often use permanent magnet stators made with rare earth magnets, since they can be
made smaller and lighter than other types. See also hybrid vehicle.
Some of the smallest generators commonly found are used to power bicycle lights.
These tend to be 0.5 A permanent-magnet alternators, supplying 3-6 W at 6 V or 12
V. Being powered by the rider, efficiency is at a premium, so these may incorporate
rare-earth magnets and are designed and manufactured with great precision.
Nevertheless, the maximum efficiency is only around 60% for the best of these
generators - 40% is more typical - due to the use of permanent magnets. A battery
would be required in order to use a controllable electromagnetic field instead, and this
is unacceptable due to its weight and bulk.
Sailing yachts may use a water or wind powered generator to trickle-charge the
batteries. A small propeller, wind turbine or impeller is connected to a low-power
alternator and rectifier to supply currents of up to 12 A at typical cruising speeds.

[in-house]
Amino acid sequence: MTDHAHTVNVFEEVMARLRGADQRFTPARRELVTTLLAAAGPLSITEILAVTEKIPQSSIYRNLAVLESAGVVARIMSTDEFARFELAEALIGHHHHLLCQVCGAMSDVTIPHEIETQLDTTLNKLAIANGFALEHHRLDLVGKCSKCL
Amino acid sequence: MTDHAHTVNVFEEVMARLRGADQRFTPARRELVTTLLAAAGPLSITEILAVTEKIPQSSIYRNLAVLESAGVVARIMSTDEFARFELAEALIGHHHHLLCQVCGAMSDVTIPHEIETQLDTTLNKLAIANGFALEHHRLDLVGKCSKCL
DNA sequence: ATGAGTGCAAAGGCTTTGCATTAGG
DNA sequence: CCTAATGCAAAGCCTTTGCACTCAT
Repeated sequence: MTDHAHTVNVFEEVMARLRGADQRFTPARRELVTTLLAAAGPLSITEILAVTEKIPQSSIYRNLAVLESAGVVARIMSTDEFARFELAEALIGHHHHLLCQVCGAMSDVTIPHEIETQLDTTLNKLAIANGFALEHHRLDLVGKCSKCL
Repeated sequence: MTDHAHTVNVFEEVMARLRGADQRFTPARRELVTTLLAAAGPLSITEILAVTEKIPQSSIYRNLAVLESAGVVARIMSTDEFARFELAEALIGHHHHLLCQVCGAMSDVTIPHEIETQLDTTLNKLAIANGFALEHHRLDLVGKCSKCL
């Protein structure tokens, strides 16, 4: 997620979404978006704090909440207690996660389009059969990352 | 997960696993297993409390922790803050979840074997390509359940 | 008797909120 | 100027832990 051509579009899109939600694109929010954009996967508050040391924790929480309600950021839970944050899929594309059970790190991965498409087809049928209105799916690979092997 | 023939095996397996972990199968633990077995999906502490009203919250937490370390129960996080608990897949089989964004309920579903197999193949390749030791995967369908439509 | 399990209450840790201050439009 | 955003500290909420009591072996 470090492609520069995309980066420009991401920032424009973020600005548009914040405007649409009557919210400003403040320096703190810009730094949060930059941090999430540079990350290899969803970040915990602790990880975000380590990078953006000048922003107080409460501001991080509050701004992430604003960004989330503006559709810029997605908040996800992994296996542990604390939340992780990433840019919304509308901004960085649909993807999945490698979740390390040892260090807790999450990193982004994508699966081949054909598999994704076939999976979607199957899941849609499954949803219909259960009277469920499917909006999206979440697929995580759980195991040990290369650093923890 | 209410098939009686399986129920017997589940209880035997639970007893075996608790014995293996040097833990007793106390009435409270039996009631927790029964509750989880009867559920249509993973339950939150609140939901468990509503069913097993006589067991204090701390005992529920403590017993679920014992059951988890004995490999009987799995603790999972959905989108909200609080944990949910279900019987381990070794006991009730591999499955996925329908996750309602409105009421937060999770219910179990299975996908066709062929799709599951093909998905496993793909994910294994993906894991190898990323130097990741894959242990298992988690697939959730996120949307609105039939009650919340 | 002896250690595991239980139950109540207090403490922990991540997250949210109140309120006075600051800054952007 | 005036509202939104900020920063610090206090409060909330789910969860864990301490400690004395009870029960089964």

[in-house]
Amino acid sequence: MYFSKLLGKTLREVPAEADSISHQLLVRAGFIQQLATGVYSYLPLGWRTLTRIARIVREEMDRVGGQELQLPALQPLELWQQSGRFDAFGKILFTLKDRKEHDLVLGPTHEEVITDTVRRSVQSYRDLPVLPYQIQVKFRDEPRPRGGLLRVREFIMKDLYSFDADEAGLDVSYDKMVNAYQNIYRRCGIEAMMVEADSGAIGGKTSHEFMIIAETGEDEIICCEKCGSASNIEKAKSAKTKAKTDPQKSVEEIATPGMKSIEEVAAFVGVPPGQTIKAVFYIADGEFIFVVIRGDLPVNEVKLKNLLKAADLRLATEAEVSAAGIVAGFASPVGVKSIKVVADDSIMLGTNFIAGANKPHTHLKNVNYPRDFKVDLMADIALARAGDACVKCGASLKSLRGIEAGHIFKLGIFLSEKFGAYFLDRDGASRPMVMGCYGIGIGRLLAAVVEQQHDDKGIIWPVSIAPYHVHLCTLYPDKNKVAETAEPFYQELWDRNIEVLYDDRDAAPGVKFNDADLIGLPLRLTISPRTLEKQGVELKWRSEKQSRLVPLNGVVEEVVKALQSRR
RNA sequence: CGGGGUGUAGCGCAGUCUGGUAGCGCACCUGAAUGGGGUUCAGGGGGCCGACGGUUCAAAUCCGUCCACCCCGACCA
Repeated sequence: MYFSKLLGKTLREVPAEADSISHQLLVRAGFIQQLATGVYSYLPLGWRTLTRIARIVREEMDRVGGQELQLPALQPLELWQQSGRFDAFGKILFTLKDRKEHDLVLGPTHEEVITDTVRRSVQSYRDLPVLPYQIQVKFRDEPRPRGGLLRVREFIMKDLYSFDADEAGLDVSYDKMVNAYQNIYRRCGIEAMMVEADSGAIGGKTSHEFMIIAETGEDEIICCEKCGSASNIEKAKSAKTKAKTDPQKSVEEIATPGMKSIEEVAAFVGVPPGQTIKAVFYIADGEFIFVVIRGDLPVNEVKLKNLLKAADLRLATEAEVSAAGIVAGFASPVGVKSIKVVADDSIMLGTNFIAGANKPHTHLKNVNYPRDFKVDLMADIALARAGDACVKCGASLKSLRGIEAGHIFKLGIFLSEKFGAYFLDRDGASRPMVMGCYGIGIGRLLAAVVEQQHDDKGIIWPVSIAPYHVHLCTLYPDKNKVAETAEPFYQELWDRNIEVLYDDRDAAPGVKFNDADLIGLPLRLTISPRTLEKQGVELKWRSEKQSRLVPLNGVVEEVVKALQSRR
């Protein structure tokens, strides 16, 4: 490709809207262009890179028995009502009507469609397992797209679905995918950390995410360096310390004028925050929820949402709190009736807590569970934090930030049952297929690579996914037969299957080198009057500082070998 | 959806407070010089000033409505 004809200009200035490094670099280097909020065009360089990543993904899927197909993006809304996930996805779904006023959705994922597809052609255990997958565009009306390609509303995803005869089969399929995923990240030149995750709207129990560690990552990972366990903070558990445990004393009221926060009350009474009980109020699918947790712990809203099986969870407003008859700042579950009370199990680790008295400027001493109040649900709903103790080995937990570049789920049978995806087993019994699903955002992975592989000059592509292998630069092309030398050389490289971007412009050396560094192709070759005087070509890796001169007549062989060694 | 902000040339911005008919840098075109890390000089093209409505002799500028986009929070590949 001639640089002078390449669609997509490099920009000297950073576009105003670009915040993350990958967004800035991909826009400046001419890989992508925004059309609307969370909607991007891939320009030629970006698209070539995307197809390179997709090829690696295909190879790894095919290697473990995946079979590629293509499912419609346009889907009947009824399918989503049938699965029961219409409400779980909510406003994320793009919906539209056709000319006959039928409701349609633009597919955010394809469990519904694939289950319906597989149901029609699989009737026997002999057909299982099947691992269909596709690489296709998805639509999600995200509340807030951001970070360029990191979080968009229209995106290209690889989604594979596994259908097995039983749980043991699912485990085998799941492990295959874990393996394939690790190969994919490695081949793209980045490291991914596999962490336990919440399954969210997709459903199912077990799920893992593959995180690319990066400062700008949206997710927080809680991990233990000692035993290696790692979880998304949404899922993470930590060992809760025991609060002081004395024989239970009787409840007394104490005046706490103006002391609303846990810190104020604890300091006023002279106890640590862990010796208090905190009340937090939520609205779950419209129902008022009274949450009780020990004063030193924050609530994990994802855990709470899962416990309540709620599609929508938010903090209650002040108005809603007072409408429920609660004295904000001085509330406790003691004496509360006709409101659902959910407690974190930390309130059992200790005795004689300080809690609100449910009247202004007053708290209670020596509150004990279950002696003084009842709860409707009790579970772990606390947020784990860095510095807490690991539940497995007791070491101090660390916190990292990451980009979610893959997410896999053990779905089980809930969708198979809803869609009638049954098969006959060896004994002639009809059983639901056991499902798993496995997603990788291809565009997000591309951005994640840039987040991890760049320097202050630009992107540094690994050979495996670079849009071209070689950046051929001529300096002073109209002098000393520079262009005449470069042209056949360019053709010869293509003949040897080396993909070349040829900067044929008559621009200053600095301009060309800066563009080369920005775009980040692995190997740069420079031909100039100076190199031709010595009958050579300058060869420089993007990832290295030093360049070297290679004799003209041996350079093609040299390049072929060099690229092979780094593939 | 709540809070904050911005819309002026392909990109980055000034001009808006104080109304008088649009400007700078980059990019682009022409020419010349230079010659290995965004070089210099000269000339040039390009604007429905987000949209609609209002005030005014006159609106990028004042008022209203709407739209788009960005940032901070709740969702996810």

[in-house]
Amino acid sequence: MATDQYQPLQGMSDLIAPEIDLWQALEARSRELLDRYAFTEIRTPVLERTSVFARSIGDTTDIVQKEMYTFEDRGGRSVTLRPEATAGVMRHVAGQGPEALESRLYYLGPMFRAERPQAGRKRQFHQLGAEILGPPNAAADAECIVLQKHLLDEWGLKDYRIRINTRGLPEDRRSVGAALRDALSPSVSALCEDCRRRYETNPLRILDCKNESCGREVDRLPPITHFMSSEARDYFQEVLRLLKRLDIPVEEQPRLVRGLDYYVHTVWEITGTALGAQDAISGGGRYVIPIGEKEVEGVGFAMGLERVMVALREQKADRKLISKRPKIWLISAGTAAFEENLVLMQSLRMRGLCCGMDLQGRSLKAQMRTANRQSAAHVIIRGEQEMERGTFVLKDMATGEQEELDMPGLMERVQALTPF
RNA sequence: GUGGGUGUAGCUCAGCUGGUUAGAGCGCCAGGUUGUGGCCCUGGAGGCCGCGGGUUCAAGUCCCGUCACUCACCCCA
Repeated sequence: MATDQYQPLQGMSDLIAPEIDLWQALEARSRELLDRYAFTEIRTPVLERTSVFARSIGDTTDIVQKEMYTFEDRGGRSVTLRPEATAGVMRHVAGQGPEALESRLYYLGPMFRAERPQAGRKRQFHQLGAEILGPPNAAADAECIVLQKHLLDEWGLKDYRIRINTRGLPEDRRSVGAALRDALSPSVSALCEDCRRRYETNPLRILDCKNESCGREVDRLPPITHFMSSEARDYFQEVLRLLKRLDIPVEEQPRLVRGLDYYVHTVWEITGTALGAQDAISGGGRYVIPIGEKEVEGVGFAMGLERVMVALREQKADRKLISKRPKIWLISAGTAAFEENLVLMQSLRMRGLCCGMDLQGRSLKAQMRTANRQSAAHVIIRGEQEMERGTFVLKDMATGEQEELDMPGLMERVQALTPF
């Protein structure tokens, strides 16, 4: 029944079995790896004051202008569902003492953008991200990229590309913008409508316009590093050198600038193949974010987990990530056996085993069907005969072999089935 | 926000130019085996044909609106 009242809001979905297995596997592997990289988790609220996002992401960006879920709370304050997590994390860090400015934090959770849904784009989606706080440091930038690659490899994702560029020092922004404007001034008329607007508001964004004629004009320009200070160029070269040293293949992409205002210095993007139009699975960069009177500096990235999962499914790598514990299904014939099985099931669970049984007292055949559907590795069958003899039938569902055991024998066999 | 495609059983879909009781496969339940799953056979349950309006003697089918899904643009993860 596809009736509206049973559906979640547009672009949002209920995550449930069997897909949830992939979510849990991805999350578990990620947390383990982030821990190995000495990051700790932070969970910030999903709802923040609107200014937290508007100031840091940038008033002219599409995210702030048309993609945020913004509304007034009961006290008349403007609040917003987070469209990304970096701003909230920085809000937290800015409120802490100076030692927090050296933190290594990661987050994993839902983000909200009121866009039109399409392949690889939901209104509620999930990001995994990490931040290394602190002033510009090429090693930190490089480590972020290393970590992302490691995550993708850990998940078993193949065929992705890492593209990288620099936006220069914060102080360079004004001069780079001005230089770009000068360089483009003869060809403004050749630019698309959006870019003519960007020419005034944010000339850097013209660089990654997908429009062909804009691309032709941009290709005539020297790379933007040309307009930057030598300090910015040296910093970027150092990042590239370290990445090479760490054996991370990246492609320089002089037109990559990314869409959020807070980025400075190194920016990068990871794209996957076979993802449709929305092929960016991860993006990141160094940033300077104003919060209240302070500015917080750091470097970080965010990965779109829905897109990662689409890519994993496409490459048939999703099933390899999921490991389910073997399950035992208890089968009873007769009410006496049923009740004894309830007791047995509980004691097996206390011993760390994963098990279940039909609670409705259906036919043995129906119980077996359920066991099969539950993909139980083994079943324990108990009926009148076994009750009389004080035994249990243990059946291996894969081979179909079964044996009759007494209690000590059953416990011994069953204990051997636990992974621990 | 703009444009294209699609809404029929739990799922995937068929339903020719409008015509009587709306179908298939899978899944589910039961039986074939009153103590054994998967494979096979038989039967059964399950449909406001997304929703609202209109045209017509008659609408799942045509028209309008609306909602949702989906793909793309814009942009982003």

Engine-generator

Engine - generator of the radio station (Dubendorf museum of the military aviation).
The generator worked only when sending the radio signal (the receiver could operate
on the battery power)

Hand-driven electric generator of the radio station (Dubendorf museum of the military
aviation)
An engine-generator is the combination of an electrical generator and an engine
mounted together to form a single piece of equipment. This combination is also called
an engine-generator set or a gen-set. In many contexts, the engine is taken for granted
and the combined unit is simply called a generator.
In addition to the engine and generator, engine-generators generally include a fuel
tank, an engine speed regulator and a generator voltage regulator. Many units are
equipped with a battery and electric starter. Standby power generating units often
include an automatic starting system and a transfer switch to disconnect the load from
the utility power source and connect it to the generator.
Engine-generators are often used to supply electrical power in places where utility